Four suggestions for theological education

I have commented before about the need for change in theological education. If we are going to serve those from deprived communities, and train those who might go to them (and, to be honest, train those in middle class communities better for the actual task to which they’ve been called) I think we need to overhaul our approach to teaching. Let me offer four suggestions on how we might see some helpful change.

Focus on outcomes

Many theological colleges need to take a decision: are we training pastors or academics? The way they answer that question is likely to affect how they deliver their content. If we are training pastors, there is a lot of academic knowledge that may well be interesting, but isn’t pertinent. If we are training academics, there is a lot of practical stuff that just isn’t relevant. Determining whether we want to be sending people into the academy or into the church will determine the direction of our teaching.

But once we have determined who we’re trying to train, we also need to work out what we’re training them to do. If we’re training pastors, there are certain competencies that are required to do the job. If we’re training academics, there are other competencies. Even where there is crossover, the depth and nature of those competencies are going to differ.

Once we know the competencies that we need to develop in those we’re training, we can begin to work out how best to assess those competencies and then how best to teach them. Far too often, training providers work out their teaching and assessment plans first, telling you what skills you will gain after the fact, rather than beginning with competencies and working out how best to assess and then teach them.

Unhitch from accreditation

At the risk of upsetting everyone with a vested interest in bible college education – both those who have been through it and those who deliver it – one of the worst moves in Evangelical theological education was the linking of secular university accreditation to college provision. That link nigh on guaranteed those from deprived backgrounds, who had no formal education, were never going to get any from Evangelical training institutions. It simultaneously wedded Evangelical colleges to an academic mode of learning that emulated secular institutions designed specifically for those with an eye on the academy.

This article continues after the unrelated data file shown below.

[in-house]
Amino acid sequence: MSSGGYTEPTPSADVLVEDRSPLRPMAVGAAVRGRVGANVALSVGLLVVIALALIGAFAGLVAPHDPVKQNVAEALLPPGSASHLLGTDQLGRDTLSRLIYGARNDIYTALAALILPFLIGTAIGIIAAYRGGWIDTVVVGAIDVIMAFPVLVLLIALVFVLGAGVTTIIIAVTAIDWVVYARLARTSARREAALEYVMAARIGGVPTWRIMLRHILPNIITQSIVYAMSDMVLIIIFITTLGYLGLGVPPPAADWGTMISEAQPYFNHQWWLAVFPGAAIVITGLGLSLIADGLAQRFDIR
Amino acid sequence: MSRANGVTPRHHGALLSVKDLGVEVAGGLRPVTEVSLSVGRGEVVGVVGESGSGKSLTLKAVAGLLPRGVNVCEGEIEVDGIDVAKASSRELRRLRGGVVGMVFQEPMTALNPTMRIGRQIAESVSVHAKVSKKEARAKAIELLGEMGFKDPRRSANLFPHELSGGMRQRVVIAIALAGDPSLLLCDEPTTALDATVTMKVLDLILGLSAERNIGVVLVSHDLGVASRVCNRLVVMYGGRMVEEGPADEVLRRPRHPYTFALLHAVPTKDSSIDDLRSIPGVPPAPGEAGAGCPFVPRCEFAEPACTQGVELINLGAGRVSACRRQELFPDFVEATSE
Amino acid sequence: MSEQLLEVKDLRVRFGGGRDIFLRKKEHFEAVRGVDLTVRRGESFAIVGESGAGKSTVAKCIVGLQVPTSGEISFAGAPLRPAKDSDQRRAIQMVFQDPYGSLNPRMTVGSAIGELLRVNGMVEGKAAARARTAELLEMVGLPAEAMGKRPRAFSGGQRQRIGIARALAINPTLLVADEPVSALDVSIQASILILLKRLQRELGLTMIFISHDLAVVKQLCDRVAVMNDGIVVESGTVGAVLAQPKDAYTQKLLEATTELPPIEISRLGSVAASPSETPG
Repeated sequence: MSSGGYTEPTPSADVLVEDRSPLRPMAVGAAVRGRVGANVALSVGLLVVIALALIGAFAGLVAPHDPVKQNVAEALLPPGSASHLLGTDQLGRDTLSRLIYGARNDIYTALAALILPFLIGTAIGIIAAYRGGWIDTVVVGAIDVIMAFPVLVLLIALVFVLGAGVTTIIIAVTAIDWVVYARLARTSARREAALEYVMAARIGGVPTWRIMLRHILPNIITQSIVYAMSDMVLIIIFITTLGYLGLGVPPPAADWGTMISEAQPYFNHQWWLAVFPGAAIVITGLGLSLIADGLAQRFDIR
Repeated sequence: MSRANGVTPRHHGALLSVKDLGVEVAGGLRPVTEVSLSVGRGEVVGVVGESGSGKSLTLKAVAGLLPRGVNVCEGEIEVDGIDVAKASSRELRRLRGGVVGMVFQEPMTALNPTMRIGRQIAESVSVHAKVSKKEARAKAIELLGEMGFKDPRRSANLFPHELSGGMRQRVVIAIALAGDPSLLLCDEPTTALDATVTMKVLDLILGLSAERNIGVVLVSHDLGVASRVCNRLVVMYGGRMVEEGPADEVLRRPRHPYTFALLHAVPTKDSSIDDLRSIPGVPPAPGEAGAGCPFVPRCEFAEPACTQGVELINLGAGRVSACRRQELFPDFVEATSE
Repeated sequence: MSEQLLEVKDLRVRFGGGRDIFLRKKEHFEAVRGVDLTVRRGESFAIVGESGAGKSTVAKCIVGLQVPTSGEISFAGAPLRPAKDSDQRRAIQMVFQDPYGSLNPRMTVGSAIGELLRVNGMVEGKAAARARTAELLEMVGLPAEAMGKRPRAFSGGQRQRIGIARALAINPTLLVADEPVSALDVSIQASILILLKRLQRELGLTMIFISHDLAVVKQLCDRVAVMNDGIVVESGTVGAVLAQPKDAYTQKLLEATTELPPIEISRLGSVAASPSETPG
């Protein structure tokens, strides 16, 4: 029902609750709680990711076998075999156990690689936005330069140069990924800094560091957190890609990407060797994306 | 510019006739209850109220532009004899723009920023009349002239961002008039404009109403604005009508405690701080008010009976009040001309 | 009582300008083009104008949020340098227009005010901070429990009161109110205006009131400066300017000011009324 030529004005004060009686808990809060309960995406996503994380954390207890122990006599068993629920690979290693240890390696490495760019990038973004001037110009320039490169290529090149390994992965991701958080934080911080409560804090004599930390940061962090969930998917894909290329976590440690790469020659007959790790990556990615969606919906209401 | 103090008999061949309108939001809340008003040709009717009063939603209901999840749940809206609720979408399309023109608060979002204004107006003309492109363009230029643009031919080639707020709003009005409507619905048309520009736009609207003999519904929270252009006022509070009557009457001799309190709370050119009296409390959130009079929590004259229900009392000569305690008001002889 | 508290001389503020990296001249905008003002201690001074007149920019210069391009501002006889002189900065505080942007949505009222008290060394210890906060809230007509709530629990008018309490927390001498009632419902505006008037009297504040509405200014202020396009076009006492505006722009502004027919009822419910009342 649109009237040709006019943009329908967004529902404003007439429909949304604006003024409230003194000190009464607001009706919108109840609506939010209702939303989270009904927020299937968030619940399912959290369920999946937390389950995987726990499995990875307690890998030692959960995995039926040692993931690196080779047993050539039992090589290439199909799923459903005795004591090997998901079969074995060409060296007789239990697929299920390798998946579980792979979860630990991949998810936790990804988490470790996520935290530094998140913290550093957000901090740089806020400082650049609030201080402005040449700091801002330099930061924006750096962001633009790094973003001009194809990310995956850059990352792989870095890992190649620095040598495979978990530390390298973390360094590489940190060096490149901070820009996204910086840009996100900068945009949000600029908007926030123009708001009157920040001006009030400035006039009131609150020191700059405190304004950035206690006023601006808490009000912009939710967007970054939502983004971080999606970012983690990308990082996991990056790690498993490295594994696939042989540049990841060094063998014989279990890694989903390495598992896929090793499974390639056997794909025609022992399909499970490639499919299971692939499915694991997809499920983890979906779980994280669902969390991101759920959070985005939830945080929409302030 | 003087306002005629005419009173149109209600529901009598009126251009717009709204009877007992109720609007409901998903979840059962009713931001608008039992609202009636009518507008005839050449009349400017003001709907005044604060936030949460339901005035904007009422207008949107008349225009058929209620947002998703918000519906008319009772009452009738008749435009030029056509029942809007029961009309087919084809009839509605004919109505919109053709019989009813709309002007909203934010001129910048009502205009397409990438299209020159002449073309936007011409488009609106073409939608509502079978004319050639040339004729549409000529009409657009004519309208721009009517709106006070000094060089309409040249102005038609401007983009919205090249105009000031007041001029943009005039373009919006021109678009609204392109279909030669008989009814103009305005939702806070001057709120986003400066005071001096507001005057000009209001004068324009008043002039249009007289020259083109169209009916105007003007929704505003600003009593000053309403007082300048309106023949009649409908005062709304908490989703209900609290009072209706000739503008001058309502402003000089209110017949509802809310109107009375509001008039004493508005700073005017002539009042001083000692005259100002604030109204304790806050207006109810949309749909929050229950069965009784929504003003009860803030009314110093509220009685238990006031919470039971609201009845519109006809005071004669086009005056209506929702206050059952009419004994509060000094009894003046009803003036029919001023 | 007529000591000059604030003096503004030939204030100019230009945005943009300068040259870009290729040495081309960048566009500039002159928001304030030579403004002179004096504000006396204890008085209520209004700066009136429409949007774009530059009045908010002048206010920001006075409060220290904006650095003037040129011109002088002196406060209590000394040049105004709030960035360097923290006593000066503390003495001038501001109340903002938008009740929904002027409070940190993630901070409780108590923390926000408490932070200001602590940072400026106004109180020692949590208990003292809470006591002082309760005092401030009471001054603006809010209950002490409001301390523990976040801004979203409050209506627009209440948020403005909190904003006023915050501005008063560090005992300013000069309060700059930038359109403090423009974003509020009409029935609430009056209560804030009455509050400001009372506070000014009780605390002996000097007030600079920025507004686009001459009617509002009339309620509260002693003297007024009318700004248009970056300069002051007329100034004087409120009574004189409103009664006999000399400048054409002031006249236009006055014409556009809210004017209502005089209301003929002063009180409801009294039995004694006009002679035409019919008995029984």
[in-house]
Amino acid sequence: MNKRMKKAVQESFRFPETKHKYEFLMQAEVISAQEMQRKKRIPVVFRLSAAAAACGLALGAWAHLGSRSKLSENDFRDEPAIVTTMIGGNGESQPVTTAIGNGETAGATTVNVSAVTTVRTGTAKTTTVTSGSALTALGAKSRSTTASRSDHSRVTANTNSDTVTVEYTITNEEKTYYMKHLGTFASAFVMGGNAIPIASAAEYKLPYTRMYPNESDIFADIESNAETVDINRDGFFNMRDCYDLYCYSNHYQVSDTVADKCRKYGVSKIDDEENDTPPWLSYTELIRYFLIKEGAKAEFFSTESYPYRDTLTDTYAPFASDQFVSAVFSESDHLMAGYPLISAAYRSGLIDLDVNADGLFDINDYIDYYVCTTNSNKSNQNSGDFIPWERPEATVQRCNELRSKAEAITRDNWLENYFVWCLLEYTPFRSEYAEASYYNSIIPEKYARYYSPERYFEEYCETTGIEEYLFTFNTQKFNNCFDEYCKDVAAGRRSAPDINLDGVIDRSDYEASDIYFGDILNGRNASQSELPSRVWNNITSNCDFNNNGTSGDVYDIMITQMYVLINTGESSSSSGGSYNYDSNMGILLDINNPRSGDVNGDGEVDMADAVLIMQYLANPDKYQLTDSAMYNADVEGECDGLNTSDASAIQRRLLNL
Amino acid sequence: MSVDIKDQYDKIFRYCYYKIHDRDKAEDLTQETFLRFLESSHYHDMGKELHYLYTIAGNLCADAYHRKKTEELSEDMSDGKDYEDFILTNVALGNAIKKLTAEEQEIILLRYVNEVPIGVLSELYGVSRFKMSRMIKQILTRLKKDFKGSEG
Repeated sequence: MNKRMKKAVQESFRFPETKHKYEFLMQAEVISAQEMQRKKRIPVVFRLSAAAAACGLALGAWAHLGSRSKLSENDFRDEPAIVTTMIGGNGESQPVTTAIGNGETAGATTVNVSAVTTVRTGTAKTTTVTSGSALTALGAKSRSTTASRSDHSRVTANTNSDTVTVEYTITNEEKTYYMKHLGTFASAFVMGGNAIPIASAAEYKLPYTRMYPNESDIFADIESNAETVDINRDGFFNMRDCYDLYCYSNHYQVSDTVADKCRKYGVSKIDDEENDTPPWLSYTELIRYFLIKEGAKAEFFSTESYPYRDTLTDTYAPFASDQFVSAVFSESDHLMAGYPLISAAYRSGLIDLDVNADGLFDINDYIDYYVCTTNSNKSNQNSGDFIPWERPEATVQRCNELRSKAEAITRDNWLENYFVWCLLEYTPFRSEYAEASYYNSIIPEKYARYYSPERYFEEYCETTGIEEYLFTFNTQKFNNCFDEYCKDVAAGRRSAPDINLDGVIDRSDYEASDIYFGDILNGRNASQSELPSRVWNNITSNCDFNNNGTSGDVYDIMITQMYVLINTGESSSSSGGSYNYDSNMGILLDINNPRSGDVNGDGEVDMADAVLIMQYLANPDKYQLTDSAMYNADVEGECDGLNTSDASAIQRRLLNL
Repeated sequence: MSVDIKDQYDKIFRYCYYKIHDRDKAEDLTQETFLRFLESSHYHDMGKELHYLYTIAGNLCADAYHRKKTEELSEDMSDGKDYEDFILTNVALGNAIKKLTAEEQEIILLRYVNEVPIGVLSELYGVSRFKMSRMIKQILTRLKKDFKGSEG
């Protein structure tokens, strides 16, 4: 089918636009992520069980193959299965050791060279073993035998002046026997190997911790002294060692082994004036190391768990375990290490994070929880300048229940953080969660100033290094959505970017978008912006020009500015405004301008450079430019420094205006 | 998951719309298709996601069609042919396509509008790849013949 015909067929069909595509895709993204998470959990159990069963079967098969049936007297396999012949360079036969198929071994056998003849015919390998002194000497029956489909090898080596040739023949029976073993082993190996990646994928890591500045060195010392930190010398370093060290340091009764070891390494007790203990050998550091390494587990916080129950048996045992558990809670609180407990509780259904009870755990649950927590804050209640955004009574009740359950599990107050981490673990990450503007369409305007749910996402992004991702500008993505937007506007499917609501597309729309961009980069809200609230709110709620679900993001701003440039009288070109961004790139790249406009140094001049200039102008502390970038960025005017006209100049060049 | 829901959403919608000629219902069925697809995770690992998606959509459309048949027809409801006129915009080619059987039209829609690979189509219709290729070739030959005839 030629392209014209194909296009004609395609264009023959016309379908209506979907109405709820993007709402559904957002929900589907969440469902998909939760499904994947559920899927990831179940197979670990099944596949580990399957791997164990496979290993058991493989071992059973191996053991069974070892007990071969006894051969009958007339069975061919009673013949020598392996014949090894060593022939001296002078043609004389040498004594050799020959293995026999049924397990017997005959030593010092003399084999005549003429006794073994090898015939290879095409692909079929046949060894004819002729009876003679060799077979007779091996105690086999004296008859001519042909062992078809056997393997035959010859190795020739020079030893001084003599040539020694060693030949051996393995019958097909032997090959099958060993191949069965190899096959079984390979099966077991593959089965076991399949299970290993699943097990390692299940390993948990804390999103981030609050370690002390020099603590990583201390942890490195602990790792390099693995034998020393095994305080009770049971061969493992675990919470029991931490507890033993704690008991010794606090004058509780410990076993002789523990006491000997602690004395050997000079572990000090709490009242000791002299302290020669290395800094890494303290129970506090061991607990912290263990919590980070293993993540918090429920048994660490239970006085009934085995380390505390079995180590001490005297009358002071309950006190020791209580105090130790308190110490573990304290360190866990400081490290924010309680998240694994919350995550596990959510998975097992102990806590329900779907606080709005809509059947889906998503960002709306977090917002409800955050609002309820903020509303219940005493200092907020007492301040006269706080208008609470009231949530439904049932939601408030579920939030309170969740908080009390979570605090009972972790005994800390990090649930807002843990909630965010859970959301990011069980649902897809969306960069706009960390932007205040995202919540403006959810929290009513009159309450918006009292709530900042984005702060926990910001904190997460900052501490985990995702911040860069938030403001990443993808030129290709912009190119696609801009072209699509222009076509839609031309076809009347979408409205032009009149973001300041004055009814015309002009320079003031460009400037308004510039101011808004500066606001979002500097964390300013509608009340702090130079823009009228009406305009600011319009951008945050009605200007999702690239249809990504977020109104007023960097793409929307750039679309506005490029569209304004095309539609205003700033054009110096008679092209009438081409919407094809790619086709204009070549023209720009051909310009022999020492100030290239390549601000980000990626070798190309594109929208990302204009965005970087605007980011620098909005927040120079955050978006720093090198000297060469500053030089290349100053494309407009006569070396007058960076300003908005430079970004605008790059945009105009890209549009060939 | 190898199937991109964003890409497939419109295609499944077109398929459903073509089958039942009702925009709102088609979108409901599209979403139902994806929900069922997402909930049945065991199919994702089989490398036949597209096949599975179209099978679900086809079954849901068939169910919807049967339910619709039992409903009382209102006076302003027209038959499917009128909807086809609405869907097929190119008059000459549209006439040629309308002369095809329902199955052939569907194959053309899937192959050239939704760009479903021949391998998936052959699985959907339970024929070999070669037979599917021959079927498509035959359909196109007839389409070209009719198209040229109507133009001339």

It was interesting to see how my undergraduate degree in History & Politics at a red brick university was delivered in almost exactly the same way as my Theology MA at a theological college. If both were specifically aiming to offer academic training for those seeking to go into academia, that is all well and good. But this mode of teaching was markedly different to my PGCE that was less concerned about the academy and more bothered about training teachers for vocational roles in secondary education. But many theological colleges assert that they are about the business of training pastors and yet continue to subscribe to the mode of teaching offered by those who have no interest in training for vocational roles.

In the name of rigour, we have tied ourselves to academic teaching methods and assessment that are not fit for vocational roles. The irony is that in chasing the academic accreditation we neither train pastors for pastoral ministry nor do we gain the academic kudos we seek. Few non-Evangelicals are especially impressed by those who have entered the academy through our Evangelical colleges whilst, at the same time, because we have sought that academic rigour we train people in such a way that doesn’t wholly prepare them for the practical reality of pastoral ministry. We then wonder why many of the pastors we send out prefer to have their head in books than be among the people they are meant to serve. That is precisely what we are teaching them to do.

Centre more on tools than knowledge